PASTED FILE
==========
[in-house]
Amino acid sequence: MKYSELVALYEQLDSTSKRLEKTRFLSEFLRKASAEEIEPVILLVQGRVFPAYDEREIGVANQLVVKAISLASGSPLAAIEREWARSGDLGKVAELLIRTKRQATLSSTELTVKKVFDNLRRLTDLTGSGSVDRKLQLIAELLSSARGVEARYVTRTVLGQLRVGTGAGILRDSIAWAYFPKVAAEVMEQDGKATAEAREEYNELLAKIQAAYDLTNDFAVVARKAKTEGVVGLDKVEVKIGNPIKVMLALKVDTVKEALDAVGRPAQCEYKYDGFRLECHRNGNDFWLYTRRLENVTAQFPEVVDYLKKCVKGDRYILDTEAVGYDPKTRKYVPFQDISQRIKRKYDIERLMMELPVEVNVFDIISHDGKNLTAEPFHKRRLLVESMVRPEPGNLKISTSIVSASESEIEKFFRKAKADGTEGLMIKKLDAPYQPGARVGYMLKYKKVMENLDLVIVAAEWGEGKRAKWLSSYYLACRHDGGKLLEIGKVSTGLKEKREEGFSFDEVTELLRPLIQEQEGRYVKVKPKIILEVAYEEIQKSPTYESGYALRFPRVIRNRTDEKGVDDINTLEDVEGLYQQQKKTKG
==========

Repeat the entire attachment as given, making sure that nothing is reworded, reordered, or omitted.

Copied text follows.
[in-house]
Amino acid sequence: MKYSELVALYEQLDSTSKRLEKTRFLSEFLRKASAEEIEPVILLVQGRVFPAYDEREIGVANQLVVKAISLASGSPLAAIEREWARSGDLGKVAELLIRTKRQATLSSTELTVKKVFDNLRRLTDLTGSGSVDRKLQLIAELLSSARGVEARYVTRTVLGQLRVGTGAGILRDSIAWAYFPKVAAEVMEQDGKATAEAREEYNELLAKIQAAYDLTNDFAVVARKAKTEGVVGLDKVEVKIGNPIKVMLALKVDTVKEALDAVGRPAQCEYKYDGFRLECHRNGNDFWLYTRRLENVTAQFPEVVDYLKKCVKGDRYILDTEAVGYDPKTRKYVPFQDISQRIKRKYDIERLMMELPVEVNVFDIISHDGKNLTAEPFHKRRLLVESMVRPEPGNLKISTSIVSASESEIEKFFRKAKADGTEGLMIKKLDAPYQPGARVGYMLKYKKVMENLDLVIVAAEWGEGKRAKWLSSYYLACRHDGGKLLEIGKVSTGLKEKREEGFSFDEVTELLRPLIQEQEGRYVKVKPKIILEVAYEEIQKSPTYESGYALRFPRVIRNRTDEKGVDDINTLEDVEGLYQQQKKTKG